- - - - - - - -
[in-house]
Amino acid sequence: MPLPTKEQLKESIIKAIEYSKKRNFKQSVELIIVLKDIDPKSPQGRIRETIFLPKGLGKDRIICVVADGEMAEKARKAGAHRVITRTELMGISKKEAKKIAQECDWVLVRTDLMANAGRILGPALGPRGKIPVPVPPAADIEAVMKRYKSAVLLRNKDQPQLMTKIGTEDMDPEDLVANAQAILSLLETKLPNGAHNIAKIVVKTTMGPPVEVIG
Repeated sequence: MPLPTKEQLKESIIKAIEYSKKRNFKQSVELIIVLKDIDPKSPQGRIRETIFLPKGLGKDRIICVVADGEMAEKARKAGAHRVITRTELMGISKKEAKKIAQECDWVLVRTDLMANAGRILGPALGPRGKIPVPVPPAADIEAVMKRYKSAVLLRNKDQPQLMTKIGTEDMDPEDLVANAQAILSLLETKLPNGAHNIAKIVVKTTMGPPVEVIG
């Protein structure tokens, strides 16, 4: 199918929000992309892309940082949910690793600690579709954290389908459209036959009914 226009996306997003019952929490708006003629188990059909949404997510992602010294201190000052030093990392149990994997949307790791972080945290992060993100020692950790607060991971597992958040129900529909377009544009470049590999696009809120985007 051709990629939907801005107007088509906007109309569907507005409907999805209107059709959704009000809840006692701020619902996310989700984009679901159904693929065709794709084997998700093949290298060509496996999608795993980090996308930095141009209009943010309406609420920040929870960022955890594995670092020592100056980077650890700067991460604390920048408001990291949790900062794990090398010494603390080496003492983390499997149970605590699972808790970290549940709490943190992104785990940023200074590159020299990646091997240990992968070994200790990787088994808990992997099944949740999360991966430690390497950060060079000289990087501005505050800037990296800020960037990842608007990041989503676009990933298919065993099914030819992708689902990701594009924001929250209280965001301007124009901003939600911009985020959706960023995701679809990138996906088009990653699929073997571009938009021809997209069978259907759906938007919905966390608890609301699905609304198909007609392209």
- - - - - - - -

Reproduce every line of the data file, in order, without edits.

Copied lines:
[in-house]
Amino acid sequence: MPLPTKEQLKESIIKAIEYSKKRNFKQSVELIIVLKDIDPKSPQGRIRETIFLPKGLGKDRIICVVADGEMAEKARKAGAHRVITRTELMGISKKEAKKIAQECDWVLVRTDLMANAGRILGPALGPRGKIPVPVPPAADIEAVMKRYKSAVLLRNKDQPQLMTKIGTEDMDPEDLVANAQAILSLLETKLPNGAHNIAKIVVKTTMGPPVEVIG
Repeated sequence: MPLPTKEQLKESIIKAIEYSKKRNFKQSVELIIVLKDIDPKSPQGRIRETIFLPKGLGKDRIICVVADGEMAEKARKAGAHRVITRTELMGISKKEAKKIAQECDWVLVRTDLMANAGRILGPALGPRGKIPVPVPPAADIEAVMKRYKSAVLLRNKDQPQLMTKIGTEDMDPEDLVANAQAILSLLETKLPNGAHNIAKIVVKTTMGPPVEVIG
């Protein structure tokens, strides 16, 4: 199918929000992309892309940082949910690793600690579709954290389908459209036959009914 226009996306997003019952929490708006003629188990059909949404997510992602010294201190000052030093990392149990994997949307790791972080945290992060993100020692950790607060991971597992958040129900529909377009544009470049590999696009809120985007 051709990629939907801005107007088509906007109309569907507005409907999805209107059709959704009000809840006692701020619902996310989700984009679901159904693929065709794709084997998700093949290298060509496996999608795993980090996308930095141009209009943010309406609420920040929870960022955890594995670092020592100056980077650890700067991460604390920048408001990291949790900062794990090398010494603390080496003492983390499997149970605590699972808790970290549940709490943190992104785990940023200074590159020299990646091997240990992968070994200790990787088994808990992997099944949740999360991966430690390497950060060079000289990087501005505050800037990296800020960037990842608007990041989503676009990933298919065993099914030819992708689902990701594009924001929250209280965001301007124009901003939600911009985020959706960023995701679809990138996906088009990653699929073997571009938009021809997209069978259907759906938007919905966390608890609301699905609304198909007609392209």